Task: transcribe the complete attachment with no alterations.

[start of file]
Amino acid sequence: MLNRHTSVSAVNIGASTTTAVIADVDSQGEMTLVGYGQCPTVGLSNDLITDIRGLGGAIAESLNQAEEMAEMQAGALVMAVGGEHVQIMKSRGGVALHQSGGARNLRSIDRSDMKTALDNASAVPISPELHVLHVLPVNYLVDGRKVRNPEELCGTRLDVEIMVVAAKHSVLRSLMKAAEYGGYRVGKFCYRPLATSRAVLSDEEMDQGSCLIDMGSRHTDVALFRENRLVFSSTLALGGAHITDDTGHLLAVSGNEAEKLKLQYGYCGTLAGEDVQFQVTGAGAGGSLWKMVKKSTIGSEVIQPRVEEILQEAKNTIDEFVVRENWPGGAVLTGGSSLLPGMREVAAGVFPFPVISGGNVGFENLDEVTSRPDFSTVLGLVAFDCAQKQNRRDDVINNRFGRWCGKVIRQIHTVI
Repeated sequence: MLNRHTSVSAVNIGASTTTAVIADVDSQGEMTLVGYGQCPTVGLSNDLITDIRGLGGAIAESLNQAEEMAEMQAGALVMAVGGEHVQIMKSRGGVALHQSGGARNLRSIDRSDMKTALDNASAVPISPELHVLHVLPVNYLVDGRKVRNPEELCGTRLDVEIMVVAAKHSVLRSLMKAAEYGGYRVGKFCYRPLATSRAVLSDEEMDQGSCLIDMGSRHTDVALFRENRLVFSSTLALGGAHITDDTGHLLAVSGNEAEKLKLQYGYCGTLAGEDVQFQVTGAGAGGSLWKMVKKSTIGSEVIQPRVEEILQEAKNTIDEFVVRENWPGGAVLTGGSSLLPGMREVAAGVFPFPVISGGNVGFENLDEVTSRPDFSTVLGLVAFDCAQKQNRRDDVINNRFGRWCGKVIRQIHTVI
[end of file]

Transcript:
Amino acid sequence: MLNRHTSVSAVNIGASTTTAVIADVDSQGEMTLVGYGQCPTVGLSNDLITDIRGLGGAIAESLNQAEEMAEMQAGALVMAVGGEHVQIMKSRGGVALHQSGGARNLRSIDRSDMKTALDNASAVPISPELHVLHVLPVNYLVDGRKVRNPEELCGTRLDVEIMVVAAKHSVLRSLMKAAEYGGYRVGKFCYRPLATSRAVLSDEEMDQGSCLIDMGSRHTDVALFRENRLVFSSTLALGGAHITDDTGHLLAVSGNEAEKLKLQYGYCGTLAGEDVQFQVTGAGAGGSLWKMVKKSTIGSEVIQPRVEEILQEAKNTIDEFVVRENWPGGAVLTGGSSLLPGMREVAAGVFPFPVISGGNVGFENLDEVTSRPDFSTVLGLVAFDCAQKQNRRDDVINNRFGRWCGKVIRQIHTVI
Repeated sequence: MLNRHTSVSAVNIGASTTTAVIADVDSQGEMTLVGYGQCPTVGLSNDLITDIRGLGGAIAESLNQAEEMAEMQAGALVMAVGGEHVQIMKSRGGVALHQSGGARNLRSIDRSDMKTALDNASAVPISPELHVLHVLPVNYLVDGRKVRNPEELCGTRLDVEIMVVAAKHSVLRSLMKAAEYGGYRVGKFCYRPLATSRAVLSDEEMDQGSCLIDMGSRHTDVALFRENRLVFSSTLALGGAHITDDTGHLLAVSGNEAEKLKLQYGYCGTLAGEDVQFQVTGAGAGGSLWKMVKKSTIGSEVIQPRVEEILQEAKNTIDEFVVRENWPGGAVLTGGSSLLPGMREVAAGVFPFPVISGGNVGFENLDEVTSRPDFSTVLGLVAFDCAQKQNRRDDVINNRFGRWCGKVIRQIHTVI